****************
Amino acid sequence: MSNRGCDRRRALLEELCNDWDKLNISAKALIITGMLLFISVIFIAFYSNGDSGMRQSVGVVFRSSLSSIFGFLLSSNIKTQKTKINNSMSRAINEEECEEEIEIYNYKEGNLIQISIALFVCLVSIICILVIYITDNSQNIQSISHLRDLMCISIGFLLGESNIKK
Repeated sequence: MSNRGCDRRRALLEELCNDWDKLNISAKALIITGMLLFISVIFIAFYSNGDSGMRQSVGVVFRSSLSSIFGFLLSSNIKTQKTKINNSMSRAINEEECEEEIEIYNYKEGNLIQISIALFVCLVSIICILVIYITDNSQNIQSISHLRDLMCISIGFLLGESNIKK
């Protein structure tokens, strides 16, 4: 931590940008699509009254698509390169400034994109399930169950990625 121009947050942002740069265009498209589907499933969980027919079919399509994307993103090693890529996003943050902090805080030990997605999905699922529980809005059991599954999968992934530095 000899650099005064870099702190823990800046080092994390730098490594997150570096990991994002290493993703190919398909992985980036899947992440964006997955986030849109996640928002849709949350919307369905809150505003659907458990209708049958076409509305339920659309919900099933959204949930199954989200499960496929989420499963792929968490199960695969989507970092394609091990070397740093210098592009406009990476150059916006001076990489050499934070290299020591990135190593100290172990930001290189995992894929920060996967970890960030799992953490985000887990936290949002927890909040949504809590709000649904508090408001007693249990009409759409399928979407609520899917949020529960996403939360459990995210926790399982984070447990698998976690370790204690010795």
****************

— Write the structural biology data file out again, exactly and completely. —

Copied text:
Amino acid sequence: MSNRGCDRRRALLEELCNDWDKLNISAKALIITGMLLFISVIFIAFYSNGDSGMRQSVGVVFRSSLSSIFGFLLSSNIKTQKTKINNSMSRAINEEECEEEIEIYNYKEGNLIQISIALFVCLVSIICILVIYITDNSQNIQSISHLRDLMCISIGFLLGESNIKK
Repeated sequence: MSNRGCDRRRALLEELCNDWDKLNISAKALIITGMLLFISVIFIAFYSNGDSGMRQSVGVVFRSSLSSIFGFLLSSNIKTQKTKINNSMSRAINEEECEEEIEIYNYKEGNLIQISIALFVCLVSIICILVIYITDNSQNIQSISHLRDLMCISIGFLLGESNIKK
């Protein structure tokens, strides 16, 4: 931590940008699509009254698509390169400034994109399930169950990625 121009947050942002740069265009498209589907499933969980027919079919399509994307993103090693890529996003943050902090805080030990997605999905699922529980809005059991599954999968992934530095 000899650099005064870099702190823990800046080092994390730098490594997150570096990991994002290493993703190919398909992985980036899947992440964006997955986030849109996640928002849709949350919307369905809150505003659907458990209708049958076409509305339920659309919900099933959204949930199954989200499960496929989420499963792929968490199960695969989507970092394609091990070397740093210098592009406009990476150059916006001076990489050499934070290299020591990135190593100290172990930001290189995992894929920060996967970890960030799992953490985000887990936290949002927890909040949504809590709000649904508090408001007693249990009409759409399928979407609520899917949020529960996403939360459990995210926790399982984070447990698998976690370790204690010795």